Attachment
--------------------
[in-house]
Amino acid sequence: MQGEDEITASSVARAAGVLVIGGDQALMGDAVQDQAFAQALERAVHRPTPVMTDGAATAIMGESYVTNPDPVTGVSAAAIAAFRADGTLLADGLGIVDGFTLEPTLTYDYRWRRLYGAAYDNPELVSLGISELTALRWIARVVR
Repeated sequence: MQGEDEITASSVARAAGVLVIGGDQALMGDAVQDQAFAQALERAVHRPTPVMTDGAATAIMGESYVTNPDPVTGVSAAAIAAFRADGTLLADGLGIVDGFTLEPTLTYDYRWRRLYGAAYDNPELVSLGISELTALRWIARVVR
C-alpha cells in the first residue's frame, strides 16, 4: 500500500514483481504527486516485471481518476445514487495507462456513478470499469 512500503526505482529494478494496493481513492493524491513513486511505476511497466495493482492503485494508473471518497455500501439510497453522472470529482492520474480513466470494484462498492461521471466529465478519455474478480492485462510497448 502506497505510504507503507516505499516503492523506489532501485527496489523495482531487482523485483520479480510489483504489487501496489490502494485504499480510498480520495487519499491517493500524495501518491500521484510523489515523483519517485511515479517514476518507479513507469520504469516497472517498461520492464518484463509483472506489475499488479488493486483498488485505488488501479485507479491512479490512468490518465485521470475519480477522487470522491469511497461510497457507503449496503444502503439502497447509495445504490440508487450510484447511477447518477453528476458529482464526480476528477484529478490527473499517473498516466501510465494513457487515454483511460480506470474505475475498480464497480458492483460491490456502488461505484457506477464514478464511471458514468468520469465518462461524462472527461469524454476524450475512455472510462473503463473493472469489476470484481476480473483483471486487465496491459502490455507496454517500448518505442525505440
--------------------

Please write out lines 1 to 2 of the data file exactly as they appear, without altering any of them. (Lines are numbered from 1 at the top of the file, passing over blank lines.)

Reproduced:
[in-house]
Amino acid sequence: MQGEDEITASSVARAAGVLVIGGDQALMGDAVQDQAFAQALERAVHRPTPVMTDGAATAIMGESYVTNPDPVTGVSAAAIAAFRADGTLLADGLGIVDGFTLEPTLTYDYRWRRLYGAAYDNPELVSLGISELTALRWIARVVR